It's been a long process, and I don't know if I'll ever feel as rock solid as I did in the early days, but the nerves don't really affect my performance anymore. It can be done!
posted by Kicky at 7:45 AM on April 10, 2017 [9 favorites]


This may just be a "me" thing but something that has traditionally helped me with psychological difficulties has been to really thoroughly understand the underlying physical phenomena. Panic attacks have biological substrates! Sympathetic and parasympathetic nervous systems kicking in and whatnot. It's possible that if you can understand what your body is doing, you may be able to watch it happen and watch the calming response kick in also, abstracting things a bit. Works for me, anyway.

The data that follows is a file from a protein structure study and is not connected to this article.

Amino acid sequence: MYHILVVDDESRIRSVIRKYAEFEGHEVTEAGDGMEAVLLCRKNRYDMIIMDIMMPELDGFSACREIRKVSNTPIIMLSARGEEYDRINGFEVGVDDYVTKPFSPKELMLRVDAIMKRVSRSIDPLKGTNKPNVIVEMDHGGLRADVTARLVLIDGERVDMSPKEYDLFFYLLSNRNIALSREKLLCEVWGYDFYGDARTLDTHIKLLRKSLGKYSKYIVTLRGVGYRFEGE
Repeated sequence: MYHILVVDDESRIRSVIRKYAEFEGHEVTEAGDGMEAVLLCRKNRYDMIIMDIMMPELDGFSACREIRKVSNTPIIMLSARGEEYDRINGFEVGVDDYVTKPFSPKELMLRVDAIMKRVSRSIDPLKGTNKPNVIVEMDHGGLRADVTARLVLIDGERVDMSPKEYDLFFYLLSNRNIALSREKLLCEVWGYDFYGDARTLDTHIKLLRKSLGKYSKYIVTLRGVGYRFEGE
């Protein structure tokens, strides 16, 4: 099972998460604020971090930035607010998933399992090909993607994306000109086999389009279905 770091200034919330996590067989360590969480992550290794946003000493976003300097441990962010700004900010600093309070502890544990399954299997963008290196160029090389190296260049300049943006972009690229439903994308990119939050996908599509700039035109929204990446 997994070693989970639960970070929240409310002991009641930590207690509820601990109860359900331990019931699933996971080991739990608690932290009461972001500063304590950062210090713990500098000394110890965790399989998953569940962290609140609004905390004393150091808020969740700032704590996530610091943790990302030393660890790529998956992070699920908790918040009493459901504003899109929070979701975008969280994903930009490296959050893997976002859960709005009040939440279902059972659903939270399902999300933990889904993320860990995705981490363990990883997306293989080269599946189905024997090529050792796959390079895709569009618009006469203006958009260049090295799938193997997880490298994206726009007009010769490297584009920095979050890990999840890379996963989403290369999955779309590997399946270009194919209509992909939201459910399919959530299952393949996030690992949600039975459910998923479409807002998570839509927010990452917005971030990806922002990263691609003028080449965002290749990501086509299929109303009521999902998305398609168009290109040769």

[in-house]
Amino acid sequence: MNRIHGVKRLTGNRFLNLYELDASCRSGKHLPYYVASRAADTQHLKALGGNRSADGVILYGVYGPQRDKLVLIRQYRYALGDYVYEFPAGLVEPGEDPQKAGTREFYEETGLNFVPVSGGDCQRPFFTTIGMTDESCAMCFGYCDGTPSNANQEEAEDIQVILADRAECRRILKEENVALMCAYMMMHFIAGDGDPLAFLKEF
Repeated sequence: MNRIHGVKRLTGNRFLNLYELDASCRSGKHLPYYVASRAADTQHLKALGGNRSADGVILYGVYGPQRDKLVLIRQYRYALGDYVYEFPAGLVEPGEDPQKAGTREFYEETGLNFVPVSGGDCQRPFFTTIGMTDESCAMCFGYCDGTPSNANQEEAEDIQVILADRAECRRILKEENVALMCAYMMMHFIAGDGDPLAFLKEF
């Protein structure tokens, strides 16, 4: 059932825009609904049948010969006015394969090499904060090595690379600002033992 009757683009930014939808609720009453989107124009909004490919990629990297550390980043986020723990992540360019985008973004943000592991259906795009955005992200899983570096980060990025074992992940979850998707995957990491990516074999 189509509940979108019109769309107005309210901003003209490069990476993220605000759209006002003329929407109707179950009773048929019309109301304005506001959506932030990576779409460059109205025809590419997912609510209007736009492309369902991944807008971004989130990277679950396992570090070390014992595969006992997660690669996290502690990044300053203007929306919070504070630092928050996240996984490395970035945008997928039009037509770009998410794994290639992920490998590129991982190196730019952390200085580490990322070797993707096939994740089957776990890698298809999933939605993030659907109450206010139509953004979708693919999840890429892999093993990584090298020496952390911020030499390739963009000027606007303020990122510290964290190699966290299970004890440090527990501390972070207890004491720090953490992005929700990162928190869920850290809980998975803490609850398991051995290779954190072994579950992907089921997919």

posted by lazaruslong at 12:51 PM on April 10, 2017 [1 favorite]


Also a professional musician, though my anxiety usually flares up in auditions rather than performances.

Seconding the Don Greene books.

Also seconding beta-blockers. Even if you never use them in performance, it's nice to have them, to know that the anxiety is optional. If you get some prescribed, be sure and take the first one in a non-performance situation just so you know what it feels like.

A personal anecdote: Last Thursday, I screwed up *badly* in an orchestral rehearsal with the full choir standing there; the concert was Sunday. Between Thursday's screwup and Sunday's gig, I was in a more or less constant anxiety attack mode. I took beta-blockers so I could practice on Friday and Saturday, and on Sunday I didn't need them for the performance (though I had them in my handbag, just in case). The concert went fine.
posted by Pallas Athena at 6:26 PM on April 10, 2017